Fourteen men were selected from the community to help build a wall, glaze the windows on the TIH building and fix up the shower and restroom facilities. The men learned many valuable skills, as did our team. Alan learned ‘How to mix cement the Filipino way’. There were some minor hiccups along the way, but as always, with the help of the community, we worked them out. The men also got a huge surprise when some of the female TIH members decided to pitch in. Like the women in the sewing program, the men can use the skills they learned to assist them with gaining employment: something many of them have never had before.
The men who worked on the construction project
One of our favorite activities when we are in the Philippines is to be part of the Jessica’s Table feeding program. On our last day working in Bicol, the members of the local community asked us if we wanted to take part in the preparation of the food. How could we say no? They prepared 7 KG of spaghetti and meat balls for 120 children, plus their mothers. Each child got a serving of spaghetti and a bread roll. It was amazing to see the smiles on the children's faces and how generous they are. Most children will try to sneak an extra portion for their siblings. It always teaches us that no matter what little you have, you can always share. If children as young as 3 can share the only nutritional meal they get once a week, can’t we give something?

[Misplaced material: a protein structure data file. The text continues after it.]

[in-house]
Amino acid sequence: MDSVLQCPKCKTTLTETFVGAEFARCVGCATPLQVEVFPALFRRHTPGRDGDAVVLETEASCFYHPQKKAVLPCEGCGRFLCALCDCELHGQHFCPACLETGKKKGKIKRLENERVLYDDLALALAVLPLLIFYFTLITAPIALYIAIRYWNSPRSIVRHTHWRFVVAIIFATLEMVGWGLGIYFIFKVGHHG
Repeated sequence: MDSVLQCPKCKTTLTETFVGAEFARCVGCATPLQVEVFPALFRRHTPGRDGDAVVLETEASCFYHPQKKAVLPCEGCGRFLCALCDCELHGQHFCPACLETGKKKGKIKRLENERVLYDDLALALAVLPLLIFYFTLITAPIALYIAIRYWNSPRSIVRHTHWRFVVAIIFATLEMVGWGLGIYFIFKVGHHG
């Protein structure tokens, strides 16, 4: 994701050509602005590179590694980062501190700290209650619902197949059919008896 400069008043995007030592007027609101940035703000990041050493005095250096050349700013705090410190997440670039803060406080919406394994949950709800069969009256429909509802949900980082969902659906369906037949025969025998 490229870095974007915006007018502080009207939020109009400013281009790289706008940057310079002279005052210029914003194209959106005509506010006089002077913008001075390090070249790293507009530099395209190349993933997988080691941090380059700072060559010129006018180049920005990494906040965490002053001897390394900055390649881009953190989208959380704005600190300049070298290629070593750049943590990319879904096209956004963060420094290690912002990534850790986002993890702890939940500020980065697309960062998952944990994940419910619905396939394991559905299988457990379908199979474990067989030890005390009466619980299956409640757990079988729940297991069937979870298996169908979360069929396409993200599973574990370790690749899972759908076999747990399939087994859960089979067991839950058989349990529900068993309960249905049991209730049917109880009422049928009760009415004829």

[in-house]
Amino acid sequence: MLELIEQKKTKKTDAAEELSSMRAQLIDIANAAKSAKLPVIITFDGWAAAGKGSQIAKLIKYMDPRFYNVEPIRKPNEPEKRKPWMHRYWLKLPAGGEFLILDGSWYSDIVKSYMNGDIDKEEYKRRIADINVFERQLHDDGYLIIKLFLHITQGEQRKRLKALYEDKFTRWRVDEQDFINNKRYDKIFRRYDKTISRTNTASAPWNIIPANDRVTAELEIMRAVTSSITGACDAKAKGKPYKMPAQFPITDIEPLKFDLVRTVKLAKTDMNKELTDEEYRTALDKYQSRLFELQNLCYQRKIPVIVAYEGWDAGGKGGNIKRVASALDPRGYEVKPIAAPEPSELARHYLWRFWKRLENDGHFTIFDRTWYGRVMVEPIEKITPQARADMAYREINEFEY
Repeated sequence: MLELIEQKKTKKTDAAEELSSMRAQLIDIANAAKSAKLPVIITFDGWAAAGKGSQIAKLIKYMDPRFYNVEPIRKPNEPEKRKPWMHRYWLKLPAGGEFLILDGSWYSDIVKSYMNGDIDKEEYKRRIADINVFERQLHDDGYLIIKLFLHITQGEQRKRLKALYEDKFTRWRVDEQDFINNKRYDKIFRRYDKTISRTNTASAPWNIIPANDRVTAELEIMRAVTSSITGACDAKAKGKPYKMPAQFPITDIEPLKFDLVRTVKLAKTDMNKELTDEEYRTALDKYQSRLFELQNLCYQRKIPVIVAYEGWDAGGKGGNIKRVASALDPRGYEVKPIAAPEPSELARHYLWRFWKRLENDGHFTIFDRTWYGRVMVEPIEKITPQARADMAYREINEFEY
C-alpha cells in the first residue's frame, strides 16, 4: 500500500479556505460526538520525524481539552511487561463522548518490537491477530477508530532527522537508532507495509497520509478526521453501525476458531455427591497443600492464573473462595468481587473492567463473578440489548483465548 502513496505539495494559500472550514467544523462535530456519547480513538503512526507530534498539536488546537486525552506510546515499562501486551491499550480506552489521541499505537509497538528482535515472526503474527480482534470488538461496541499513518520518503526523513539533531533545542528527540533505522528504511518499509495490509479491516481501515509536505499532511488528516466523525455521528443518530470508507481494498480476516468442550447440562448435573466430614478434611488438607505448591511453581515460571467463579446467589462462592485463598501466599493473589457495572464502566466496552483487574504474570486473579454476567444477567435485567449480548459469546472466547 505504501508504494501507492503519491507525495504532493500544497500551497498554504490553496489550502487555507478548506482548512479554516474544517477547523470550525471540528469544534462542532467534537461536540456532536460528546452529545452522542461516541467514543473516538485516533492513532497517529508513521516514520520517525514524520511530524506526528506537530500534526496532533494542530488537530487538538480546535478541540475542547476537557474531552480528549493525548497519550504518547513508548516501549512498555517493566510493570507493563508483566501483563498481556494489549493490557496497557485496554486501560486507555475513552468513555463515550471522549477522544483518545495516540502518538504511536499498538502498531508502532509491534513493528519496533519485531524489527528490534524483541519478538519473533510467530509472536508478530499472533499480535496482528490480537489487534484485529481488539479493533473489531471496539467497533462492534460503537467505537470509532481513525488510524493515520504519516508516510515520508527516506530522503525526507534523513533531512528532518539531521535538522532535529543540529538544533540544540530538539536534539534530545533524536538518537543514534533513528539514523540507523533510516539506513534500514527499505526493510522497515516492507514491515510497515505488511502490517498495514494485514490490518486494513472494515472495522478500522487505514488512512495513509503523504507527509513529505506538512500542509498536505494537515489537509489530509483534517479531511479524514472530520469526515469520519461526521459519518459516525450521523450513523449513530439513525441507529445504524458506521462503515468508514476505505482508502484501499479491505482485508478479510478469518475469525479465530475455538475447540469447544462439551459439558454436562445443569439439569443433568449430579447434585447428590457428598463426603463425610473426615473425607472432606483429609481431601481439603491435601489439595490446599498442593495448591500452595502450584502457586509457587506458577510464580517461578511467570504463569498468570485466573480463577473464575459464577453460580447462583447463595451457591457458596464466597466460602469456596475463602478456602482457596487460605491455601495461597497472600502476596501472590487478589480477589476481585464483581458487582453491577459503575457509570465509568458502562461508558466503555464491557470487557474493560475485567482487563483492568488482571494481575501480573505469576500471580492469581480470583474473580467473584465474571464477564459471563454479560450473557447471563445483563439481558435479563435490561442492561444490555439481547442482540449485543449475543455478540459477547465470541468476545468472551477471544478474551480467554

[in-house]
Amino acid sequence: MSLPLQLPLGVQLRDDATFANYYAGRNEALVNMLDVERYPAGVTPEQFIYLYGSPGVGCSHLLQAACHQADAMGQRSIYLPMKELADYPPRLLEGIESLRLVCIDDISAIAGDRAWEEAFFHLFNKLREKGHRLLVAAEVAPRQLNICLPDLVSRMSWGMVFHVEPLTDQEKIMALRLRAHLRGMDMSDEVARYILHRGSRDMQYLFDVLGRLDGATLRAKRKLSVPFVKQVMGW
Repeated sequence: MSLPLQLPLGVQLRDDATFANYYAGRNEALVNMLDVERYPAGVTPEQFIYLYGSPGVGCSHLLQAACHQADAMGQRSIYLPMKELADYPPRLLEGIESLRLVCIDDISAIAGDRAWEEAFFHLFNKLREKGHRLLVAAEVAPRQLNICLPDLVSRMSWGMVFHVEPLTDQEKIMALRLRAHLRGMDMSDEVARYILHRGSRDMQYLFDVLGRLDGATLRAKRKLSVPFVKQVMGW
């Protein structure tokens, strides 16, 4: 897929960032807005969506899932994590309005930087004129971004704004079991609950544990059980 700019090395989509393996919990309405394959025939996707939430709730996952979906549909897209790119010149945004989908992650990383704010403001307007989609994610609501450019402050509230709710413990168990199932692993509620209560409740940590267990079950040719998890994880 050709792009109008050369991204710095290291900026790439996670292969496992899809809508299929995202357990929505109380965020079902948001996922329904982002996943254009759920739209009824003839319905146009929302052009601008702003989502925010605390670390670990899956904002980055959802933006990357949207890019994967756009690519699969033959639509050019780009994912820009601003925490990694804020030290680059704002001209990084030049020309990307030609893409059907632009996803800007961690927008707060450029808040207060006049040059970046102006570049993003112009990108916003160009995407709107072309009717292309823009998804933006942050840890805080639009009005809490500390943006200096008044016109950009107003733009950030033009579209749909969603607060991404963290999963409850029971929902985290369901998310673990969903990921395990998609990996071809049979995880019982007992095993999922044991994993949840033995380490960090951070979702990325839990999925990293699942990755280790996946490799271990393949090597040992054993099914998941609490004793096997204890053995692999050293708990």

One of the children receiving a nutritional meal...look at that smile!

If you would like to learn more about our work in the Philippines please visit  or email us at

Sunday, January 15, 2012

The SEED has been planted!

This medical mission was a vision that our director and founder Diane McGehee has had for many years. It is the first of its kind been done with this community, in fact Together in Hope is the first organizations to be invited in to help this community. In the area where we work, there is one doctor for 30,000 people, he has very little resources and the need is too great for one person. As one of our team members Joanna said’ We cannot change the world, but we can help change a life’ and I believe we did!

Some of the children showing us their clean hands after a preventative medicine class

Our team went from seeing 61 patients the first day, 87 the second day to over 100 for the last three days. Every single member of the team gave it their absolute all and gave 110%. The majority of our team had no medical training, but wow did we get the job done. On Friday night we counted all our patient forms and between medical and dental we saw and treated approximately 500 people. I cannot express the joy and gratitude that the Together in Hope team felt when this number was revealed, all I can say is THANK YOU, THANK YOU, THANK YOU, to everyone who made it possible!